The following is a parallel narrative based on a true story detailing two perspectives of the same circumstance: how a single photograph – a single bold decision – impacted a little boy and the people who loved him. The voices you hear are that of a Social Worker (SW) and a Foster Mother (FM).
SW: On my caseload was a mother entangled in addiction. The calling for drugs was stronger than the calling to mother. This “frequent flyer” and I were on a first name basis. I had met her in Labor + Delivery several times before, but this time I walked into her room and told her, “We need to stop meeting like this.” She said, “I know…. please find him a good home.”
FM: The Placement Desk called again, to tell us she had another baby. I glanced at the one playing happily on the floor beside me, gumming some rubber keys with her 2 perfect teeth. She was about 4 months behind on everything, but the Occupational Therapist was hopeful that with weekly visits and therapy play groups, she’d catch up, just like the others did. She has no idea she just became a big sister. “I need to stop answering the phone,” I thought.
SW: I knew where this baby was going once he was released from the hospital – into the same foster/adopt home his siblings went to. The foster mother told me when I dropped the last baby off that they wanted any future children related to the ones they adopted and are currently fostering. I liked this family, and it’s rare that siblings can be adopted together. But I bet they weren’t counting on seeing me again so soon.
FM: We tried for so long to have babies of our own. Nothing worked. Then we realized how many babies need homes right now, right in our own backyard. So we started fostering, which led to adoption. We thought we were done! Case closed: family acquired.
But then Mom had another baby, and we couldn’t bear the thought of our children’s baby sister being raised by strangers… so we gladly took her in. Of course we took her in. We would do anything to keep our precious family intact. I just didn’t know there would be another one so… soon.
SW: We’re required to do a Health and Safety visit within the first seven calendar days of placement. At the first visit, I sat on the floor of the home, while the foster mother was “wearing” the baby in an effort to cuddle and connect with this tiny human whose life had started in such struggle. I caught a glimpse of the overflowing kitchen trash can, but didn’t inspect further. I didn’t want to seem intrusive. This family seems like they really have it together. There’s something special here.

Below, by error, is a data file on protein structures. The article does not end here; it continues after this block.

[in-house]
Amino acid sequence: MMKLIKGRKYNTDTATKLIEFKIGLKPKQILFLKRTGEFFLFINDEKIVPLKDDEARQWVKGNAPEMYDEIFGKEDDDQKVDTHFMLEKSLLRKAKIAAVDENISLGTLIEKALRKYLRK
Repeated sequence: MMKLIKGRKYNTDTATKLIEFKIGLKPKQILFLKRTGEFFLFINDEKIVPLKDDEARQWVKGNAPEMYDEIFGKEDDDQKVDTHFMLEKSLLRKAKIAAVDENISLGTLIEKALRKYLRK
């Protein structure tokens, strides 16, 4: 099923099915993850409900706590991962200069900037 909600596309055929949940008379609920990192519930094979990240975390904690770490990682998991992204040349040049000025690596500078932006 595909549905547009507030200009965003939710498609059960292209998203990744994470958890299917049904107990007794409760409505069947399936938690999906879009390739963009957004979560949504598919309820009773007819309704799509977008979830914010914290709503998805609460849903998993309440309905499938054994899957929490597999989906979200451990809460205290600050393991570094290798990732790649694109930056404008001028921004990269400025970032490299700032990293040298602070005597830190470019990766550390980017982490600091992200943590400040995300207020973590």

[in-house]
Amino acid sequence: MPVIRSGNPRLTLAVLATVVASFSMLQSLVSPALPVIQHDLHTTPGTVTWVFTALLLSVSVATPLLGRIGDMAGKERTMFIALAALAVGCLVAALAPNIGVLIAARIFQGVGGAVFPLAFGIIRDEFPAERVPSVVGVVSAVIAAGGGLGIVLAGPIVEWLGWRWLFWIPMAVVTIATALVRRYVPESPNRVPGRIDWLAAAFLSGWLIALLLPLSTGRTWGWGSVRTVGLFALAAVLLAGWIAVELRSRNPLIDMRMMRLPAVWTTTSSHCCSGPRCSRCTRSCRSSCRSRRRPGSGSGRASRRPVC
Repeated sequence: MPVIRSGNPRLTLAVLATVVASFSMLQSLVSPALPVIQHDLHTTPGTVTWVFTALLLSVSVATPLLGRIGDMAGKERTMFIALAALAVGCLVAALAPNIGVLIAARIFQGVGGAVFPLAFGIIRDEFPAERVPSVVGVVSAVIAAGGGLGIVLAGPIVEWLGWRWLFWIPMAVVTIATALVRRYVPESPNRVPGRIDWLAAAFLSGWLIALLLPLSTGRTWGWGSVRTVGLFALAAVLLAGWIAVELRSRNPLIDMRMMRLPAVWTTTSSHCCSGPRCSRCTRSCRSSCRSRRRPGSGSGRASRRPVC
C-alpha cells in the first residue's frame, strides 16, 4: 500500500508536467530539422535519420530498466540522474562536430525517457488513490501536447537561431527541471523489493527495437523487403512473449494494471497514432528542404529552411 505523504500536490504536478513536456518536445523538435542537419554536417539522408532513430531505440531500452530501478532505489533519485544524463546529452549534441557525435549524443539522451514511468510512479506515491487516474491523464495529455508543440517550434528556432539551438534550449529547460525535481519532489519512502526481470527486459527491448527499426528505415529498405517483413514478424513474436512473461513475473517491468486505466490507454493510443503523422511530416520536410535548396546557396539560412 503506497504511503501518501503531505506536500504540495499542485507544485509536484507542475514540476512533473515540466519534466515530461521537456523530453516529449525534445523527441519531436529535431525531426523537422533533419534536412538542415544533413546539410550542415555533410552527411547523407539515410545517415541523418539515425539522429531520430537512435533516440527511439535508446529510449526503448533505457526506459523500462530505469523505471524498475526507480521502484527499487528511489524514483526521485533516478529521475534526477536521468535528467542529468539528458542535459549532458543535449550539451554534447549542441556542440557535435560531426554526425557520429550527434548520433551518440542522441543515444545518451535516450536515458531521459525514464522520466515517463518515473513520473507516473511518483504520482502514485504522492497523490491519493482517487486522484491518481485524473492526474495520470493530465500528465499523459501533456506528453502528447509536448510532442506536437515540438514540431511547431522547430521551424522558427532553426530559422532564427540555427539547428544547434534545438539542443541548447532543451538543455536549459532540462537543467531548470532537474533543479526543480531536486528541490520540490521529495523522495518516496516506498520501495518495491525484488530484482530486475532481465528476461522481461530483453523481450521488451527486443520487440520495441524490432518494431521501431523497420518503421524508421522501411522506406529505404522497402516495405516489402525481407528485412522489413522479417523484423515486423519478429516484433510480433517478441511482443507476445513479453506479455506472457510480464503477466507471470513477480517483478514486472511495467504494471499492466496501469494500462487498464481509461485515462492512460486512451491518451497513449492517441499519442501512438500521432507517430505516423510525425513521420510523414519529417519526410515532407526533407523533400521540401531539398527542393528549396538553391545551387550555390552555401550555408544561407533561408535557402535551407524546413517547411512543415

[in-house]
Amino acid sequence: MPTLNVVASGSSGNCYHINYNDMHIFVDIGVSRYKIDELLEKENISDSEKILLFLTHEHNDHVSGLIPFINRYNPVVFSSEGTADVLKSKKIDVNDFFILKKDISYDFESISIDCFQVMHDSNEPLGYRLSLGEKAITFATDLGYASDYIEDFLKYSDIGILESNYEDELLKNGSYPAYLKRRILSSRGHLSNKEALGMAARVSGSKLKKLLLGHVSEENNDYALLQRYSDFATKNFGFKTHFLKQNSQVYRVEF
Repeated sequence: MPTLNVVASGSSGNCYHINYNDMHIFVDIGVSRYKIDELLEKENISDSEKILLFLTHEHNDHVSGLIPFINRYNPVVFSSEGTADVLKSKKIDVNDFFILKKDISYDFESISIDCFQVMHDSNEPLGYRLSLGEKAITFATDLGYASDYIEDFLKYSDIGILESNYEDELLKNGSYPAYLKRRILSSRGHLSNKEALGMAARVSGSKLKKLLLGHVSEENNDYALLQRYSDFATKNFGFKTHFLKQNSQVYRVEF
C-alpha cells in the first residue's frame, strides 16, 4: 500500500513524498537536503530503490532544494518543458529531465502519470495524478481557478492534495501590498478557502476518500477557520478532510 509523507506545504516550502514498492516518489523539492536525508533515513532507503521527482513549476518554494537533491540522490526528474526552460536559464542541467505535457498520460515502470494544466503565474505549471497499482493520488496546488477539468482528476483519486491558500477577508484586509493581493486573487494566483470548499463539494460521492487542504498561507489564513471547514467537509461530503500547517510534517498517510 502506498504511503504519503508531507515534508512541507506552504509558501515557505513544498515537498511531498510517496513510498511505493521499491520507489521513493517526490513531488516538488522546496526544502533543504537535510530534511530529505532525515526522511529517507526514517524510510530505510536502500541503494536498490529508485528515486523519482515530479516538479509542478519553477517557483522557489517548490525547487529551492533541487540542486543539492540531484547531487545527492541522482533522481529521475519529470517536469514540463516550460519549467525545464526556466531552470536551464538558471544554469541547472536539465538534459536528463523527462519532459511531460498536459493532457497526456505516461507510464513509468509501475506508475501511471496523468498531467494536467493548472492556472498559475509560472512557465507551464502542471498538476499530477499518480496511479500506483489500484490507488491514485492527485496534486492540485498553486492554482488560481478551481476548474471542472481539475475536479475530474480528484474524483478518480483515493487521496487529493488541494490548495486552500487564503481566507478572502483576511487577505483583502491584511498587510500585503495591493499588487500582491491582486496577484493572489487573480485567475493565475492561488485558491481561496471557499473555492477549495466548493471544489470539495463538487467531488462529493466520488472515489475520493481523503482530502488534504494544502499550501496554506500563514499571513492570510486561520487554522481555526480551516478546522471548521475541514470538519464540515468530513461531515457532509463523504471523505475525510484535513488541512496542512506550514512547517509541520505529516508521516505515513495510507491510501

FM: My back hurt all the time from wearing the baby. The house was a disaster until about an hour before the social worker was scheduled to come for a visit. I frantically folded blankets, fluffed pillows, and barked orders at the older kids to pick up toys and take out the trash. I need it to look like we’re holding it together. I need her to believe we can handle this fifth baby, because we do want him. We really do.
SW: From across the floor, the foster dad looked at me intently, and said how he wished he had a newborn picture of this baby. He wanted to create a baby book for him to look at when he’s older. Though the case seems open and closed, we still have to go through due process with the courts. Mom will be given a chance to get her baby back – to get clean and learn how to parent. While it would likely be a years-long process, the foster parents are so hopeful they can one day adopt. All they wanted was a picture.
I had a picture of the baby in my phone from the first time I met him in the hospital. It was for the case file, supposed to be confidential.
FM: All my kids have “life books.” We did our best to piece together their beginnings, but for the most part, the pictures started when they came to live with us. Now that all the social workers have state-issued iPhones, my husband had a hunch we could start at the beginning with this one – try to give him an actual “baby book”. If there’s one thing we’ve learned by being foster parents, it’s that persistence pays off. Better to beg forgiveness than ask permission.
SW: Do I share the picture with him? Would I lose my job if I did? The internal dialogue was getting louder, but my heart was telling me to share the picture. I told them I had a picture of the baby when he was just hours old and showed them. Their eyes swooned as they looked at it. I knew I needed to break the rules. As I said my goodbyes and walked out their front door, they received the picture in a text message. I turned with a grin and said, “I don’t know how you got that picture?!”
FM: To have a social worker who will bend the rules – if only for a moment – for the sake of your child, is exceptional. I wanted to hug her. To this day, I wish I could thank her. I wish she could see how he pours over this one picture that a stranger took before he came home to mom and dad.
SW: They did adopt this little guy and now he will have a picture of what he looked like just a few hours old. I didn’t send the picture for the foster parents. I sent the picture for him, because one day he will become an adult and want to know his story.
FM: Our son pours over his baby book, looking for a glimpse of his past, of his beginning, of his birth-mom. There will always be a hole in his heart where he never had the chance to know his mother. I have to be ok knowing I cannot fill that void. When he looks at his hospital photograph, I wonder if he’s looking for her. I’m so thankful we have something that connects him to her in those moments after birth – that tender moment of clarity when she knew he would go to a good home, and she was at peace.